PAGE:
12/6/2014--I have been thinking about the meaning of the death of meaning. Several different kinds of formulations have been coming to me about where we are right now in our culture. Here is one that a friend has said inappropriately puts law front and center when really it is about governance.
Whatever you think is the role of law—that it resolves disputes or oversees social bonds or gives regularity to life or limits government or imagines new social/political/economic institutions—it can only accomplish that role within a setting of meaningfulness. Law is the opposite of one thing after another.
That setting of meaningfulness need not be the creation of law, nor need it be law’s role to maintain it. But law can only function within it. Law functions to translate human power out of its simple givenness. Law can thus be understood as the enterprise/discipline that renders the actions of human power meaningful.
That will be heard as law justifying power and American law has often served that role—the subordination of women was once referred as “the law of the Creator.” But the announcements that the actions of human power are discriminatory, unjust, unfair and untrue also render the actions of human power meaningful. American law has done all that too.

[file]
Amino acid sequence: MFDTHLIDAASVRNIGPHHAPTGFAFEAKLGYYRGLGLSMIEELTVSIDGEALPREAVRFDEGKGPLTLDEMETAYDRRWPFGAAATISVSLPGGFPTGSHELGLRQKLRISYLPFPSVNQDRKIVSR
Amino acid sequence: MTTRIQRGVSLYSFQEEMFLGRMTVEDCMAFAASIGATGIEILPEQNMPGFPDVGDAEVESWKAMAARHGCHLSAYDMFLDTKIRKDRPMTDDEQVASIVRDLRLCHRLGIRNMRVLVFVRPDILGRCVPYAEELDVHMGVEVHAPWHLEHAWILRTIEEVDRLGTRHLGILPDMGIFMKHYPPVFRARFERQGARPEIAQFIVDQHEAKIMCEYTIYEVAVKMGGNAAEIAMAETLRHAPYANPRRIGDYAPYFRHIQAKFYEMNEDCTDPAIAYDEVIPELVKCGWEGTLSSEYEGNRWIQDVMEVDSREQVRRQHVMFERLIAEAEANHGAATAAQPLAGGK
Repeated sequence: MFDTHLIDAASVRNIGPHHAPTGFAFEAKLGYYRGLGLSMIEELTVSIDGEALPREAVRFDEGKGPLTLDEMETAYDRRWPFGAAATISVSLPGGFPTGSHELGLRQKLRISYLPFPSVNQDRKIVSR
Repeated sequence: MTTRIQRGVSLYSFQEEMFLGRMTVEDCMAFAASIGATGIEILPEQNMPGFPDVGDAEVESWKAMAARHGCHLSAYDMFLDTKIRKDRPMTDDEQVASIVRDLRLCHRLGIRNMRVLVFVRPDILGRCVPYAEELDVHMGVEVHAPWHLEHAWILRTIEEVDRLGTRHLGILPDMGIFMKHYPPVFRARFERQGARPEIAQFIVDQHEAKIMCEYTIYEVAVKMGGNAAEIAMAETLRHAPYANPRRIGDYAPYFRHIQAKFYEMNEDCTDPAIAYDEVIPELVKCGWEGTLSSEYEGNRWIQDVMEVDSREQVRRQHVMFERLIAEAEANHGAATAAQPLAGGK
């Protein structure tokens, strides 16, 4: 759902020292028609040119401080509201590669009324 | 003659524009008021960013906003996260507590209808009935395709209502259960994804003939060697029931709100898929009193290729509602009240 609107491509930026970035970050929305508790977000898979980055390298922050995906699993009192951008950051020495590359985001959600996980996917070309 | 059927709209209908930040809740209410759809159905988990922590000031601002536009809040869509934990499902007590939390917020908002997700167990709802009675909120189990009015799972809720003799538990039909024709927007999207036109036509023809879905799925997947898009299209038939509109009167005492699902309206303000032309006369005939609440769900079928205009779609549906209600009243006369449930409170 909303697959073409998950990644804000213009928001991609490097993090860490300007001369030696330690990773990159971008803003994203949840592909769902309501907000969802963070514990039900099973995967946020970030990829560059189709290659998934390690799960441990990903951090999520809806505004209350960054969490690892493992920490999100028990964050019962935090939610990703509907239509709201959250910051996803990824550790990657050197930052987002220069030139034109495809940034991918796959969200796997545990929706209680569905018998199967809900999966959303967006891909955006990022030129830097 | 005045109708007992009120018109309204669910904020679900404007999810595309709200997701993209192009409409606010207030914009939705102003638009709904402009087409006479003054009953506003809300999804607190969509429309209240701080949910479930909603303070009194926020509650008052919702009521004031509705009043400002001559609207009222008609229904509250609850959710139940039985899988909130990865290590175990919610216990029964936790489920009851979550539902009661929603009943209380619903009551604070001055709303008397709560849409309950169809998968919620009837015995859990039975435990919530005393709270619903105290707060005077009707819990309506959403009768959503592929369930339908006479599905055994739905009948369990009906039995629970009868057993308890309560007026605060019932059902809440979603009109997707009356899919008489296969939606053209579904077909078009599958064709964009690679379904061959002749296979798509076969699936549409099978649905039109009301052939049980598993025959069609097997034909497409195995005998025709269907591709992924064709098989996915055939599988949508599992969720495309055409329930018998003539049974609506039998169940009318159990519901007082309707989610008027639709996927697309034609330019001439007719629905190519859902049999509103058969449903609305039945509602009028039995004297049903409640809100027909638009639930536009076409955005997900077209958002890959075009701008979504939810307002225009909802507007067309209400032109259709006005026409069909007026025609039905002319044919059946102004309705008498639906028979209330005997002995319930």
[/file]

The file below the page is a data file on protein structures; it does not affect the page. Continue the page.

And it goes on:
Law comes on the scene because human beings need a setting of meaning or we die. This need is much like the experience of volunteers in experiments suspended without sensory inputs. After a time, they start to go mad. Without inputs of meaning, human beings go politically mad, as we doing now.
Law as the enterprise that renders human force meaningful helps us to interpret numerous aspects of legal history: why the legal opinion evolved, why Lon Fuller thought legal positivism not a genuine jurisprudence, why legislatures can act, but judges must explain, and so forth.
The understanding of law set forth above helps the reader understand why I view the death of meaning in American law as a momentous event. If the death of meaning becomes dominant, as it is on its way to becoming, law becomes impossible. This article, describing the death of meaning in American law, responds to this crisis as the first part of a two-part undertaking. In the first part, we see the path law is currently on. In the second part—elements of a new jurisprudence—we consider how we might begin to turn around.